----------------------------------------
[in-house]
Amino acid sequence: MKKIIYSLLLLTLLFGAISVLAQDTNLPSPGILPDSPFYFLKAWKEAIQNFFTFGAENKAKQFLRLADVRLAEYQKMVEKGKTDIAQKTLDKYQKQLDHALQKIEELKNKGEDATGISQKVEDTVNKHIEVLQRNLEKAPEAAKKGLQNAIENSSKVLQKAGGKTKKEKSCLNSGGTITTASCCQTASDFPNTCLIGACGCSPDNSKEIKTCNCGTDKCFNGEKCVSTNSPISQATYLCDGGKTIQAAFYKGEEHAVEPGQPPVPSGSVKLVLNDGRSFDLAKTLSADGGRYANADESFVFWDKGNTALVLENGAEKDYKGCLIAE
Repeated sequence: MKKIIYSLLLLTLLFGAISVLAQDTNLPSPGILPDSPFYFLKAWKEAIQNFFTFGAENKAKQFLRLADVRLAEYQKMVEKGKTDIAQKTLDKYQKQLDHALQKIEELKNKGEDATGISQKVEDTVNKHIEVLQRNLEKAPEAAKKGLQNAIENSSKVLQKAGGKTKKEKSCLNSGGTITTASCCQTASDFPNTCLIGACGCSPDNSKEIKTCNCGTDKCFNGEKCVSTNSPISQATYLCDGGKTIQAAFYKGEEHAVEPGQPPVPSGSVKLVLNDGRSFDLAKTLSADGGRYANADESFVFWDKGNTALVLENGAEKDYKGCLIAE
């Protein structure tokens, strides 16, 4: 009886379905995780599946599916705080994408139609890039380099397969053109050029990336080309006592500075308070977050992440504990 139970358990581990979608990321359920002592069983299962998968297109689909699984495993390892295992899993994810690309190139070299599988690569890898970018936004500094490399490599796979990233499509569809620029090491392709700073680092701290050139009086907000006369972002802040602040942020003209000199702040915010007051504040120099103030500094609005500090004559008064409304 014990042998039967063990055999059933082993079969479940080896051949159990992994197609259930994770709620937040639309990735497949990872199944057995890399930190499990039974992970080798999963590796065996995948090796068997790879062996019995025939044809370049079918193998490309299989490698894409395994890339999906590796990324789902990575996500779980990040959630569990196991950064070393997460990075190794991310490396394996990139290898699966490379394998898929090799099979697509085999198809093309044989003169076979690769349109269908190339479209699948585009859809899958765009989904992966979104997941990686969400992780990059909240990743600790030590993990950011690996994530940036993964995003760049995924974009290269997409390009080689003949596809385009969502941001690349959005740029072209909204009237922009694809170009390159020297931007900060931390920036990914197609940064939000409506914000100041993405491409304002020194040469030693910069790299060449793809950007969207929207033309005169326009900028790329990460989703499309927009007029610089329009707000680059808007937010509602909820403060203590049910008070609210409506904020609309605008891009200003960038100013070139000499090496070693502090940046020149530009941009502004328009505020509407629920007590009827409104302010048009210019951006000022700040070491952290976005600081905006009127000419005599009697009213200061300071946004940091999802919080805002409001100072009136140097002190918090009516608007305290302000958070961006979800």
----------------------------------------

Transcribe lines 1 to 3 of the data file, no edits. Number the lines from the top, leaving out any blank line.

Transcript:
[in-house]
Amino acid sequence: MKKIIYSLLLLTLLFGAISVLAQDTNLPSPGILPDSPFYFLKAWKEAIQNFFTFGAENKAKQFLRLADVRLAEYQKMVEKGKTDIAQKTLDKYQKQLDHALQKIEELKNKGEDATGISQKVEDTVNKHIEVLQRNLEKAPEAAKKGLQNAIENSSKVLQKAGGKTKKEKSCLNSGGTITTASCCQTASDFPNTCLIGACGCSPDNSKEIKTCNCGTDKCFNGEKCVSTNSPISQATYLCDGGKTIQAAFYKGEEHAVEPGQPPVPSGSVKLVLNDGRSFDLAKTLSADGGRYANADESFVFWDKGNTALVLENGAEKDYKGCLIAE
Repeated sequence: MKKIIYSLLLLTLLFGAISVLAQDTNLPSPGILPDSPFYFLKAWKEAIQNFFTFGAENKAKQFLRLADVRLAEYQKMVEKGKTDIAQKTLDKYQKQLDHALQKIEELKNKGEDATGISQKVEDTVNKHIEVLQRNLEKAPEAAKKGLQNAIENSSKVLQKAGGKTKKEKSCLNSGGTITTASCCQTASDFPNTCLIGACGCSPDNSKEIKTCNCGTDKCFNGEKCVSTNSPISQATYLCDGGKTIQAAFYKGEEHAVEPGQPPVPSGSVKLVLNDGRSFDLAKTLSADGGRYANADESFVFWDKGNTALVLENGAEKDYKGCLIAE